Maryanne Gore, former Chief Executive of Project Lighting, has participated in the St Vincent de Paul CEO Sleepout eight times, and says the funds raised for homelessness can help combat a “hidden problem”.
“If you’ve been a CEO, you’ve gone to university or spent all your time in your career,” she said. “You may not have opened your eyes to the other side of life that exists.”
Maryanne said that as a CEO, she knew she had the ability to make a difference.
“No one else in my company can do this; I’m the CEO so this is something I can do to raise money for St Vincent de Paul,” she said.
“I knew that it would be cold, but it’s only the one night that I have to do this – by my profile and contacts I can raise some money.”
Over her eight Sleepouts, Maryanne raised a total of $21,598 – and that’s not including her donations to other people.
“The services that Vinnies provides are so well-targeted. Not everybody is cut out to be a frontline service person – as CEOs, many of us don’t have time, or maybe we don’t have the personality or the talent for it,” she said.
Now that she’s retired, Maryanne has hung up the sleeping bag, and won’t be braving the cold at Canberra Airport’s Hanger 47 on Thursday 20 June this year. She now volunteers with Vinnies’ Clemente program, which connects adults with tertiary education.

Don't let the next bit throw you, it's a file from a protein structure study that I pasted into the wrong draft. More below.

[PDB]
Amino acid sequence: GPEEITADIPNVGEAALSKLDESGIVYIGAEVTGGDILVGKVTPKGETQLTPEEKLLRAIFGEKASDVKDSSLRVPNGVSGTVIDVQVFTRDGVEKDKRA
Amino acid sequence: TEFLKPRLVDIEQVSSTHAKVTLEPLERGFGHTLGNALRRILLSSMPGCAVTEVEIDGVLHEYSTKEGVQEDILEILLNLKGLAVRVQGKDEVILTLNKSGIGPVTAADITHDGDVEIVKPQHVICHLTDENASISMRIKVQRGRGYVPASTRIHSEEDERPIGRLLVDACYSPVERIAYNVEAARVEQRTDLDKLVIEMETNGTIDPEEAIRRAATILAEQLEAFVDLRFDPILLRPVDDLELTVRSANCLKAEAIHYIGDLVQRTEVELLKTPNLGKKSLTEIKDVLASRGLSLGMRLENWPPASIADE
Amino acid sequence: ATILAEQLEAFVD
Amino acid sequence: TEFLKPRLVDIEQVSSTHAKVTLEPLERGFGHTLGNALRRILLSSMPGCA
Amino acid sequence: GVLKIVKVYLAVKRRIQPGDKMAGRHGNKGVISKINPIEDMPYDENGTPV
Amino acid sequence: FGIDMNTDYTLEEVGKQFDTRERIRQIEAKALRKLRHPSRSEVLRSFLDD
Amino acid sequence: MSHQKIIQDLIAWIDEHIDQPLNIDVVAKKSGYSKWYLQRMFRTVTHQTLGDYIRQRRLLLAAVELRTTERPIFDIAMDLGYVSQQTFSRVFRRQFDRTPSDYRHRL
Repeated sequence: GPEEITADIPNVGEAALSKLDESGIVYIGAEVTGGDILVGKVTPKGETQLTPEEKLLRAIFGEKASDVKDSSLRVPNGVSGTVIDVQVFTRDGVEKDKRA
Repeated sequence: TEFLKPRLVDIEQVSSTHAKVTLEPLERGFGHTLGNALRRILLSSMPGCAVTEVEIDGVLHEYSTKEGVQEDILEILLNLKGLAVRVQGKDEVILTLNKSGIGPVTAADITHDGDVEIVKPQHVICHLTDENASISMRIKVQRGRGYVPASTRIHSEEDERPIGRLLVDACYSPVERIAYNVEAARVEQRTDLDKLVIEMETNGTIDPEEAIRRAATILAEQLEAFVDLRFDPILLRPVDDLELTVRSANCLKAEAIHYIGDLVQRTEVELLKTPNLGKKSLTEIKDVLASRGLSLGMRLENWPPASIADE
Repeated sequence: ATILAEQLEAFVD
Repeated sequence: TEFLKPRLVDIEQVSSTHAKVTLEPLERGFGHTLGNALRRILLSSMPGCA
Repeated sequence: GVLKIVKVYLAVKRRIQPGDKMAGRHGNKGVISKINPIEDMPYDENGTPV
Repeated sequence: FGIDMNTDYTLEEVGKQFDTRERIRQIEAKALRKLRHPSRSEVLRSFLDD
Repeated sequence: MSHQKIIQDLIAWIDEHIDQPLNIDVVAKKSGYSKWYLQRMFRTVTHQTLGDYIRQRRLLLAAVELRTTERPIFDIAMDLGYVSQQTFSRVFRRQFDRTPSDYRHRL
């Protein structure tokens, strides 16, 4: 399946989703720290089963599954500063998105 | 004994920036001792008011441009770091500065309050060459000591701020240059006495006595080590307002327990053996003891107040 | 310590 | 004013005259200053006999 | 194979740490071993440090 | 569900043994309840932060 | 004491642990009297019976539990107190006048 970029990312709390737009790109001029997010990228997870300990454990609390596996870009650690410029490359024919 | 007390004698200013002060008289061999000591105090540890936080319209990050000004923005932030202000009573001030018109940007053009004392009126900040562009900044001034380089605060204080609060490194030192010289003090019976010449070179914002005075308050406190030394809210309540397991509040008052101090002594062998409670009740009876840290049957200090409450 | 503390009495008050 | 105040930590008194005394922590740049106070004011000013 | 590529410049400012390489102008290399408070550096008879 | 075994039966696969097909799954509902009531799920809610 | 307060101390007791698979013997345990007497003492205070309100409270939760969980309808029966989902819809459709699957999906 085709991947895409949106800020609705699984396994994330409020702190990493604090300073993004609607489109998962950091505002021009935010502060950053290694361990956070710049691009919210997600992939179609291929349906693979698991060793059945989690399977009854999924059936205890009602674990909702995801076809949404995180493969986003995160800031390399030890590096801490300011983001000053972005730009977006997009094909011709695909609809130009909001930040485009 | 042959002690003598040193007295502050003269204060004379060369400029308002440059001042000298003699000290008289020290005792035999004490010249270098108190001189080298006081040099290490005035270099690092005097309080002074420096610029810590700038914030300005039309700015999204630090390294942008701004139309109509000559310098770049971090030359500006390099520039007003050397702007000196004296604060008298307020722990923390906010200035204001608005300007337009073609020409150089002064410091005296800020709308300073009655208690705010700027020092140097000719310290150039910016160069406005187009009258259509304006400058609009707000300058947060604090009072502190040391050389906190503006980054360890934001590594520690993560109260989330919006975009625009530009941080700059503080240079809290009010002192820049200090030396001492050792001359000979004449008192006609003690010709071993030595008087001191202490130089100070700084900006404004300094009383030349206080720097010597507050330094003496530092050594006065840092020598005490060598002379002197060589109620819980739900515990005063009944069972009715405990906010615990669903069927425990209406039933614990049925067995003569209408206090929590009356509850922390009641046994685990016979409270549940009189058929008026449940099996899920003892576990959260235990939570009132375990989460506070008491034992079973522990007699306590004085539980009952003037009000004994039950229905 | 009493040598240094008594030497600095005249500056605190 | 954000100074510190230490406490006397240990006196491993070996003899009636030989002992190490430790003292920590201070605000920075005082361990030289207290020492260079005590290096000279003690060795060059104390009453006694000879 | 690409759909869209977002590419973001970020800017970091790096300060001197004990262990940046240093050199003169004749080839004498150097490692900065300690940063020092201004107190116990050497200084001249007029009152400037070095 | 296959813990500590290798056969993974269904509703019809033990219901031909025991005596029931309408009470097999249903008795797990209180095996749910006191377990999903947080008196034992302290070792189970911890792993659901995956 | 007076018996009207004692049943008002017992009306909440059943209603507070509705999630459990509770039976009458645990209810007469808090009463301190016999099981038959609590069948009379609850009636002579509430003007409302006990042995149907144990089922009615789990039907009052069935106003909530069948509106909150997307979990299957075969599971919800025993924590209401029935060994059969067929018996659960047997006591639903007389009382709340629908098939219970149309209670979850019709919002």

“You just see [the students’] confidence levels through the semester, by being treated like an adult their self-esteem and confidence just rises so wonderfully. It’s a really wonderful thing to see,” she said.
“They come into this oasis of adult conversation and respect for being themselves, whereas that’s not something that they might have experienced from their previous educational experience.
“I’ve really learnt a lot myself by doing that, because we’ve had some excellent units of study that I’ve been able to listen in, and to meet all the wonderful people who’ve been selected to do this program – it’s just wonderful to see how they grow and change and develop from the beginning of the semester to the end.”
Maryanne said support for these kinds of programs is critical, citing education and employment as key drivers in lifting people out of poverty.